Young Sherlock Holmes
Starring Nicholas Rowe, Sophie Ward, Alan Cox, Susan Fleetwood, Anthony Higgins, Freddie Jones and Anthony Higgins
Trailer Uploaded by Paramount Movies
This film hangs on the premise that Holmes and Watson met as children. Watson comes late to the boarding school that Holmes attends, and is swiftly swept up in Holmes’s world. The two join forces with Holmes’ love interest Elizabeth to solve the mysterious spate of deaths across London, after Elizabeth’s uncle, and sole guardian is a victim.
It’s a fun romp for the most part, including ancient Egyptian cults, flying machines, sword fights, and several hallucinatory scenes one of which included walking cakes. Some of the action however, could be considered to be a little too much for very small children, there’s one scene involving a teenage girl being subjected to boiling oil while still alive, it’s not especially graphic, but there is enough there to give small children nightmares.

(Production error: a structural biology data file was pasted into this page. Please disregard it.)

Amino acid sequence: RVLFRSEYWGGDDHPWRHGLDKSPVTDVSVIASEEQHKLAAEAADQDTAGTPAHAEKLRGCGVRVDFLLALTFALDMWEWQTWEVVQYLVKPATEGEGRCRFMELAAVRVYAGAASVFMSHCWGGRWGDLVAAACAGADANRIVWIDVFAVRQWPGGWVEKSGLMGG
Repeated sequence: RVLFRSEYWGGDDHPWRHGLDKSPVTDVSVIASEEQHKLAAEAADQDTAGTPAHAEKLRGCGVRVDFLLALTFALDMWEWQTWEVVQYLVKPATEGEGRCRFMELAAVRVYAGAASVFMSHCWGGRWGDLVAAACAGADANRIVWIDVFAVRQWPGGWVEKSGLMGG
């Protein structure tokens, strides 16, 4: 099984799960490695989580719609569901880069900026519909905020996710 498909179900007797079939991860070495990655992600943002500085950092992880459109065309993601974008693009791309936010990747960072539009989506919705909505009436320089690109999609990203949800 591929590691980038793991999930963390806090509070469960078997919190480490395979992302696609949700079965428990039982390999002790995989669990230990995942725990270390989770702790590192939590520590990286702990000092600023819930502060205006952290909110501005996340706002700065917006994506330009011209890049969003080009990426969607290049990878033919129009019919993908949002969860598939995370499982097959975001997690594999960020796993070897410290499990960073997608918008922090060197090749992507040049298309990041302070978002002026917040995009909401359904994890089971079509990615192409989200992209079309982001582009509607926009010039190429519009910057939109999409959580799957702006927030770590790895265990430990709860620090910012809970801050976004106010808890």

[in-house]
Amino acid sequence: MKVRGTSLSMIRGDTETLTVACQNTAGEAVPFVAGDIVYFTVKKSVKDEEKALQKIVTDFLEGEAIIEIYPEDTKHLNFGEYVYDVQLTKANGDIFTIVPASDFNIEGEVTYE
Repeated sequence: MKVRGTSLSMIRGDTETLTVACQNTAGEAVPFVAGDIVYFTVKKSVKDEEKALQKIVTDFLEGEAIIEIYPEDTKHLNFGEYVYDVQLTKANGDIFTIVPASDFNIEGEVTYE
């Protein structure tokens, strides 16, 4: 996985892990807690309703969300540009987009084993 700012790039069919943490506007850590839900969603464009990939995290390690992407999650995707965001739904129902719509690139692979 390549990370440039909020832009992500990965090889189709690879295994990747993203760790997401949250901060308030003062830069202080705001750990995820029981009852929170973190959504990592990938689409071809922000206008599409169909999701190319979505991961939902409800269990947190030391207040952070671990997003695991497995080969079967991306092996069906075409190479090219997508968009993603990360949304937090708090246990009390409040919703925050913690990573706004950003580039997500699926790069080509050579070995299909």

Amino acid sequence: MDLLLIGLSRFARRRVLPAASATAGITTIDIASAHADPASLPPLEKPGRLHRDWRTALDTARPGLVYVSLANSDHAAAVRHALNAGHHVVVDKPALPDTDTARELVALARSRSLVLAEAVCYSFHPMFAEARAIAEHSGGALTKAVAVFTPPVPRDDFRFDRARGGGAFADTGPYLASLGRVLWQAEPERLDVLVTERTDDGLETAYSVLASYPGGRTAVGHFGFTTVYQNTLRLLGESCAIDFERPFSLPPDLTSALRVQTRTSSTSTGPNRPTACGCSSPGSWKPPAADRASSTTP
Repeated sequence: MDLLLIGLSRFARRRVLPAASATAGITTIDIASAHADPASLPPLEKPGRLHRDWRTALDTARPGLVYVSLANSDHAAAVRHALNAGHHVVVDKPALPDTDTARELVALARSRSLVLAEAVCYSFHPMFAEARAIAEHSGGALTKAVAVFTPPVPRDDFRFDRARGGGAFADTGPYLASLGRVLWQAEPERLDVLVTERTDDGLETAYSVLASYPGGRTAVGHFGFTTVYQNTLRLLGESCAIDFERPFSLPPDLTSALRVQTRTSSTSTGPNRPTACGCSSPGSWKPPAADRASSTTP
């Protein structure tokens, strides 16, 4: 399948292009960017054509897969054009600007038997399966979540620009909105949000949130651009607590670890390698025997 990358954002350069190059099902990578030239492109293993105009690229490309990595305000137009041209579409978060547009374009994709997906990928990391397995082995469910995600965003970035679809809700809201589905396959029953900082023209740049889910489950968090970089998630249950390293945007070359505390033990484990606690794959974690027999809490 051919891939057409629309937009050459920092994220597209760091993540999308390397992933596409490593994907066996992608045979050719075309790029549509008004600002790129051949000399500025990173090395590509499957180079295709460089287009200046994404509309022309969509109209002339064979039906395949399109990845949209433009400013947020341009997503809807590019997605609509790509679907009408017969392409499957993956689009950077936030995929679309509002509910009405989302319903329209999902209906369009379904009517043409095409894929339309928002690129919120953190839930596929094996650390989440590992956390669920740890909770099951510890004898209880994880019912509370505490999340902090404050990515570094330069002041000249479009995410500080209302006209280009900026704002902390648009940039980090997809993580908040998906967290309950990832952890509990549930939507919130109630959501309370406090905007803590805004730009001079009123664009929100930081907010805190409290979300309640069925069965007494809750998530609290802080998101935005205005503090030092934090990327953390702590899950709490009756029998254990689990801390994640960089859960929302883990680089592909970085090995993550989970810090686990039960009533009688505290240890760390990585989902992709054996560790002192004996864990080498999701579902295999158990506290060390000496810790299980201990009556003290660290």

Rowe, as Sherlock Holmes has more emotional range than we are used to seeing the character possess, as he has not been through much trauma in his life. His connection€ with Elizabeth, is clearly the most important relationship that he is supposed to have had by that point. I don’t really remember that his parents made a big impact within the film, and evidently this is backed up in Conan Doyle’s stories as well, as Holmes’s parents don’t get a mention as far as I recall.
I liked Elizabeth, she’s a strong willed young girl, and has fun scenes with her eccentric uncle Waxflatter (Nigel Stock) who is trying to make a flying machine.
It’s also interesting to see Watson as a young boy, although the writers do place a lot of emphasis on his physical stature. One of the scenes that highlight it most obviously, is when Watson is hit with a dart, inspiring the sight of walking and talking cakes. clip uploaded by movieclips. The same scene includes some backstory into Holmes’ parents, and his relationship with them.
However the film paints Holmes to be a far more physical character than Conan Doyle wrote him as. I had a image of him being more cerebral than physical, but this version has him sword fighting on numerous occasions, uploaded by movieclips.
It’s a sweet film, and a interesting addition to the Sherlock Holmes canon.